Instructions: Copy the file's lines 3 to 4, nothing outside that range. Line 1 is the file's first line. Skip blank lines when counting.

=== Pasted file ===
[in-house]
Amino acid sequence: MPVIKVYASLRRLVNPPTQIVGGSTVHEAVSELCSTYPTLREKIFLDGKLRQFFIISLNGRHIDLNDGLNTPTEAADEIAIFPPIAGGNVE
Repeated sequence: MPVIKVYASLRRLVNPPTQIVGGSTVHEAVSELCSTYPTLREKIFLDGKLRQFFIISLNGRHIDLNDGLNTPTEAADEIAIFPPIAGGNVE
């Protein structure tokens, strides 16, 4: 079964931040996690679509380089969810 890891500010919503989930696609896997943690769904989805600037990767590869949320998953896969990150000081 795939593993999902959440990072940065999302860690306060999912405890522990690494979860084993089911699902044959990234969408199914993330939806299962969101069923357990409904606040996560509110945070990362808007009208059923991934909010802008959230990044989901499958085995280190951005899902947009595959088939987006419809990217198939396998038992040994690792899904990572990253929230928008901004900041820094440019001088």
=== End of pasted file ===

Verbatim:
Repeated sequence: MPVIKVYASLRRLVNPPTQIVGGSTVHEAVSELCSTYPTLREKIFLDGKLRQFFIISLNGRHIDLNDGLNTPTEAADEIAIFPPIAGGNVE
């Protein structure tokens, strides 16, 4: 079964931040996690679509380089969810 890891500010919503989930696609896997943690769904989805600037990767590869949320998953896969990150000081 795939593993999902959440990072940065999302860690306060999912405890522990690494979860084993089911699902044959990234969408199914993330939806299962969101069923357990409904606040996560509110945070990362808007009208059923991934909010802008959230990044989901499958085995280190951005899902947009595959088939987006419809990217198939396998038992040994690792899904990572990253929230928008901004900041820094440019001088």